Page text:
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Queer Little Folks Harriet Beecher Stowe

The History of Tip-Top

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Under the window of a certain pretty little cottage there grew a great old apple-tree, which in the spring had thousands and thousands of lovely pink blossoms on it, and in the autumn had about half as many bright red apples as it had blossoms in the spring.

The nursery of this cottage was a little bower of a room, papered with mossy-green paper, and curtained with white muslin; and here five little children used to come, in their white nightgowns, to be dressed and have their hair brushed and curled every morning.

First, there were Alice and Mary, bright-eyed, laughing little girls, of seven and eight years; and then came stout little Jamie, and Charlie; and finally little Puss, whose real name was Ellen, but who was called Puss, and Pussy, and Birdie, and Toddlie, and any other pet name that came to mind.

Now it used to happen, every morning, that the five little heads would be peeping out of the window, together, into the flowery boughs of the apple-tree; and the reason was this. A pair of robins had built a very pretty, smooth-lined nest in a fork of the limb that came directly under the window, and the building of this nest had been superintended, day by day, by the five pairs of bright eyes of these five children. The robins at first had been rather shy of this inspection; but as they got better acquainted, they seemed to think no more of the little curly heads in the window than of the pink blossoms about them, or the daisies and buttercups at the foot of the tree.

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All the little hands were forward to help; some threw out flossy bits of cotton,--for which, we grieve to say, Charlie had cut a hole in the crib quilt,--and some threw out bits of thread and yarn, and Allie ravelled out a considerable piece from one of her garters, which she threw out as a contribution; and they exulted in seeing the skill with which the little builders wove everything in. "Little birds, little birds," they would say, "you shall be kept warm, for we have given you cotton out of our crib quilt, and yarn out of our stockings." Nay, so far did this generosity proceed, that Charlie cut a flossy, golden curl from Toddlie's head and threw it out; and when the birds caught it up the whole flock laughed to see Toddlie's golden hair figuring in a bird's-nest.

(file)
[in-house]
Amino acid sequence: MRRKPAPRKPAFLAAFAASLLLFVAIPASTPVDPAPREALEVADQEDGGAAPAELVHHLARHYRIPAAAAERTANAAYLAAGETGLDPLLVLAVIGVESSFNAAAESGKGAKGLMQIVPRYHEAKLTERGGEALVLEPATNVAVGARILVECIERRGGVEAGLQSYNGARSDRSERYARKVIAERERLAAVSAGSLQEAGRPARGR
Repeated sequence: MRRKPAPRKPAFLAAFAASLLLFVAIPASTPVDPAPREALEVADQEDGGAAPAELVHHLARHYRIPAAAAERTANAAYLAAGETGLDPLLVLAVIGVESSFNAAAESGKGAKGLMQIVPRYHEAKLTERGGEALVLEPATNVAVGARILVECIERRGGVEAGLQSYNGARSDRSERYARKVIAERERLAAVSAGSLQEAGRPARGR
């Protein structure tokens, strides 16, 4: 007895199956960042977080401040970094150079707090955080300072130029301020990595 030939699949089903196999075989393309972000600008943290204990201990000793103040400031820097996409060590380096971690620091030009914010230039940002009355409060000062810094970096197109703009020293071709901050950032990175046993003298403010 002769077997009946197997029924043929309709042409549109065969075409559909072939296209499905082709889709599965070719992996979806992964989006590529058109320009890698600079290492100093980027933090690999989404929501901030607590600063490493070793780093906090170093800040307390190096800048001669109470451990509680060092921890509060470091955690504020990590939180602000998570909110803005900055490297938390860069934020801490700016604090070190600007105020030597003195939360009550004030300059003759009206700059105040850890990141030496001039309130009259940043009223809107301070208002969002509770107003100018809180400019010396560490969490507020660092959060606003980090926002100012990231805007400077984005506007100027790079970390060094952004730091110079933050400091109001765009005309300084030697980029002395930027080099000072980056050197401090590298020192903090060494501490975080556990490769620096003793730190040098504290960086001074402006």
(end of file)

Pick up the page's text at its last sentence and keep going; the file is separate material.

When the little thing was finished, it was so neat, and trim, and workman-like, that the children all exulted over it, and called it "our nest," and the two robins they called "our birds." But wonderful was the joy when the little eyes, opening one morning, saw in the nest a beautiful pale-green egg; and the joy grew from day to day, for every day there came another egg, and so on till there were five little eggs; and then the oldest girl, Alice, said, "There are five eggs: that makes one for each of us, and each of us will have a little bird by-and-by;"--at which all the children laughed and jumped for glee.

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Queer Little Folks
Harriet Beecher Stowe

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